There was an article awhile back that found that a massive amount of the removable batteries on Amazon (like 90%) were cheap knock-offs. I used to be on the removable battery train, but I realized after I bought a replacement battery that looked 95% identical to the real thing that I had gotten scammed. (However, for $10, I just limited use of it and payed close attention when charging it.) Unless Samsung can get Amazon to crack down on the knock-offs, there are likely going to be far more problems with exploding batteries than if they just fix their issue and keep the glued-in one.

Comment Re:Ever the optimist is our Elon (Score 1) 426

I completely agree. But if we can change that, everything changes.
I'd love to see UBI result in a few green-thumb parents growing gardens at the local school and feeding the kids based on what they grew there. UBI could actually make that possible. If you're staying home for the kids anyway, might as well volunteer at school.
I want to see the local crazy artist create sculptures for every yard on the block that wants them, making a themed neighborhood and differentiating it from all the rest.
I personally want to run an after-school STEM program, costing minimal amounts for parents, and enriching kids with a window into the crazy universe we live in.
I want to be part of the cray UBI experiment, for good or bad. Because I really think, that once we get over our puritan culture, we can seriously change the world.

Comment Re:security by obscurity approach to voting (Score 1) 209

Security through obscurity doesn't work when the attacker can anonymously probe the security. Security through obscurity works quite well when you have to show your face to figure out the security. Sure, I could try to figure out where they keep the voting machines. But it would be really hard to do that discretely. Unlike a piece of hardware I could buy and tear down, or some software I could sandbox and probe, physical security really does stand up to security through obscurity.
Tell me: When you hop the fence into the Rose Garden, how long do you have to reach a door to the White House?
You don't know, and neither do I. And that's a fucking deterrent for everyone but someone mentally handicapped. Yes, you could send someone else to probe that, and observe the result, but that raises the alarm, and security heightens.

Note that you haven't pointed to any reason to think at all that this information is being kept secret....

And you haven't given any reason to think it's readily available. I think your mission impossible script is a bit shit, and you think it's possible. If that's the case, pick a city, do the research, and lay out how easy it would be. If you can do that, you're on tap for either Gitmo or an award.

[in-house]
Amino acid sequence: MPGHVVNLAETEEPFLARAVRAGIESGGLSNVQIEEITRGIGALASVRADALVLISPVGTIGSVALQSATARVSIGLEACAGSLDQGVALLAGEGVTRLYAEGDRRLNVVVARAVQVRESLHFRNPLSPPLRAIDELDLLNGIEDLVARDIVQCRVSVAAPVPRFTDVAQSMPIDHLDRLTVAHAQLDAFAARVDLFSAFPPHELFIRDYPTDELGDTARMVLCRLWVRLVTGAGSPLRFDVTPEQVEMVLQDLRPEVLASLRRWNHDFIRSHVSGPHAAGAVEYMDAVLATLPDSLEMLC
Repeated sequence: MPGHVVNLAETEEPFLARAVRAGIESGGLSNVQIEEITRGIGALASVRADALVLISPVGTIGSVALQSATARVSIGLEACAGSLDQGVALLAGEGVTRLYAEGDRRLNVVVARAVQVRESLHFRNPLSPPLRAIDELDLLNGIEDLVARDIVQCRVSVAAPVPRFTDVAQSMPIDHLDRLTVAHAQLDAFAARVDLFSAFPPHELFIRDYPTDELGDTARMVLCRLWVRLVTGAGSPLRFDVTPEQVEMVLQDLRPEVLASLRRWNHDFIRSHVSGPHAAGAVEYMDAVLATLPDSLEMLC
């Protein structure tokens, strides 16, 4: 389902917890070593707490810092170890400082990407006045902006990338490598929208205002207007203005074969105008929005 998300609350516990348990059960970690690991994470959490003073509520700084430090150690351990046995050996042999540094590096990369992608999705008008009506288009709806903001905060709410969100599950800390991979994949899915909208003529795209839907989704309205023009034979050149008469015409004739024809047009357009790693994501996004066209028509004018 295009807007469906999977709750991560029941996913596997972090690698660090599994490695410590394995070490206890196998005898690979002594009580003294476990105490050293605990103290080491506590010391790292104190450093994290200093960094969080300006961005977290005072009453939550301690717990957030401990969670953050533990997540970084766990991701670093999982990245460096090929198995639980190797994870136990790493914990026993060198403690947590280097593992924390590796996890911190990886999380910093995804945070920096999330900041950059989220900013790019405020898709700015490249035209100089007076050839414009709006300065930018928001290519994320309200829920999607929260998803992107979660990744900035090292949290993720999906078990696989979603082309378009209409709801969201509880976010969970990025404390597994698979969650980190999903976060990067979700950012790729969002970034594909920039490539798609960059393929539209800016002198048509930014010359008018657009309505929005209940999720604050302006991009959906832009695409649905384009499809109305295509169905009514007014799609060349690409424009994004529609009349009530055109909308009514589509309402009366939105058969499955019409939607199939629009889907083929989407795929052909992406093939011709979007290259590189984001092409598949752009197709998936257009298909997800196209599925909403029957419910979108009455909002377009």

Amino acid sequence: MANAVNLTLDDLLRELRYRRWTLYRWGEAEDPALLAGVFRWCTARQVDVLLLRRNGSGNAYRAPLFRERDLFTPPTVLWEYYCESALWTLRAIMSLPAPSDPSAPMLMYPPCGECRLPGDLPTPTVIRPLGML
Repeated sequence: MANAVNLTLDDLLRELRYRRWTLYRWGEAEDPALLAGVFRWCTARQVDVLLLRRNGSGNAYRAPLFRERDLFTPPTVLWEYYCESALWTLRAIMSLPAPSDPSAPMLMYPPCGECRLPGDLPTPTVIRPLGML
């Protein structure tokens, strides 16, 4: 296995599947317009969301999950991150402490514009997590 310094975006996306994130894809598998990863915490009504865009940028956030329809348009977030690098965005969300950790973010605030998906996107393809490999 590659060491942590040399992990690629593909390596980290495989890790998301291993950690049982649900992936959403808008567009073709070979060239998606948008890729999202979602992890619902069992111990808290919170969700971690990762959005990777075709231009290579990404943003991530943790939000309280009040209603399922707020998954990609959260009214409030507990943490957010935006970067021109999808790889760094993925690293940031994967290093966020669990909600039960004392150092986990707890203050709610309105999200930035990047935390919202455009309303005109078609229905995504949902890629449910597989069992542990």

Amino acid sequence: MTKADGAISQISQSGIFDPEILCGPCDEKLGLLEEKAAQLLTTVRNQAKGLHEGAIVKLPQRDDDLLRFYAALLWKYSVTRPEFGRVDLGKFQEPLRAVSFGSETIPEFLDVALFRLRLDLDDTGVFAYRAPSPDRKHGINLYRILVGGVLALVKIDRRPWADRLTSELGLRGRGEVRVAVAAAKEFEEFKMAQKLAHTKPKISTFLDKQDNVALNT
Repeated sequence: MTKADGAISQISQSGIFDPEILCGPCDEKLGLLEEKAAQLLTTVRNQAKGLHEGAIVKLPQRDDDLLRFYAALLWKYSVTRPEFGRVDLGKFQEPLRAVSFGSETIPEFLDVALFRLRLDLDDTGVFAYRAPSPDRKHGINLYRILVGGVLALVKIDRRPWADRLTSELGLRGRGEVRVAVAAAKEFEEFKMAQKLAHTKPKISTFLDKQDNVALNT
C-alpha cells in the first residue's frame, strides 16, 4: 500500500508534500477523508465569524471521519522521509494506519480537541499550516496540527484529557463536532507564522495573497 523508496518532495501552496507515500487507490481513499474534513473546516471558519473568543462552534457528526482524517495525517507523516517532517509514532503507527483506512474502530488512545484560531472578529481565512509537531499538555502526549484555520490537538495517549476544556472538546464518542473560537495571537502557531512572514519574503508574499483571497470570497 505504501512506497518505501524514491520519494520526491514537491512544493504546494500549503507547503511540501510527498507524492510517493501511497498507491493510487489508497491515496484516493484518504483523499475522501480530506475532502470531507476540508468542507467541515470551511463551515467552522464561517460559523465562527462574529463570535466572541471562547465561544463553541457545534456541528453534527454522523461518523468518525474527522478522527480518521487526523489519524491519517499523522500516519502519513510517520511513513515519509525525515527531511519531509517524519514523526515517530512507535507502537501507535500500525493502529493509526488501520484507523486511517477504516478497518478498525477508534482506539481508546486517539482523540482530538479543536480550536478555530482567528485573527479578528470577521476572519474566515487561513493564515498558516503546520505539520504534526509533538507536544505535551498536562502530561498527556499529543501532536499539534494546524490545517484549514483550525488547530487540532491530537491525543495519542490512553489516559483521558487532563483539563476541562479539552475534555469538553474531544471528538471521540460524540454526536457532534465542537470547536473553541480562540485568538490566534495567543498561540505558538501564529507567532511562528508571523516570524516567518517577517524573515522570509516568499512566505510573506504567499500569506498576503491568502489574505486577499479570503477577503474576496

Comment Re:physical access to machine? (Score 1) 209

To get physical access to the machines, you just need to get a key to the warehouse that they're kept in.....And you don't need to alter all the machines-- just a few.

I think you're overstating the ease of this. I have absolutely no idea where they keep the voting machines in my city between elections. I don't know if it's in one location or many. I don't know if they are somewhat distributed based on where they are used, or all in one central location. I'm guessing that only a small handful of people know these details. How do you propose figuring that out without arousing suspicion? Take all the janitors out for drinks and ask them about the warehouse contents? How do you know what janitor to ask out for drinks? Are you going to plant spies outside the voting location to watch them load the machines onto the truck, and then trail them back to the storage location?

So lets suppose you figure out where they keep them, the models, and you have your nefarious software ready to go. Which ones do you alter? How do you know? How can you be sure that they won't update the software before the next election?
You can't be doing this a week before the election - people are already likely starting to put the logistics in place. Dusting off the machines, running the start-up procedures and test units, moving them to more secure locations. You need to do this well before the election, but at that point, you don't necessarily know what machines will be moved to what location, and whether or not you're just rigging a vote for the person who is going to win anyway in that district, or flipping the vote in a way that would be blatantly obvious based on the previous voting records. You likely don't know if this is going to matter at all, because who could have picked the one district in FL in 2000 that would have made the difference? You're as likely to end up flipping a very blue district slightly red, or vice-versa, as much as you are to flip a near 50/50 split just to your side. Do the first, and it's clear that there was tampering. Do you then design more complicated software to do a statistical analysis on the final vote tally and then adjust or not?

It really is harder than you're making it out to be. Not impossible, but not trivial in the least.

Comment Re:Ever the optimist is our Elon (Score 1) 426

I heard an amazingly simple argument for UBI once, that has stuck with me:

Do we have enough wealth in the US to provide everyone with a decent quality of life? Yes. Then the only thing left to do is to figure out how to redistribute it so that we end poverty and suffering.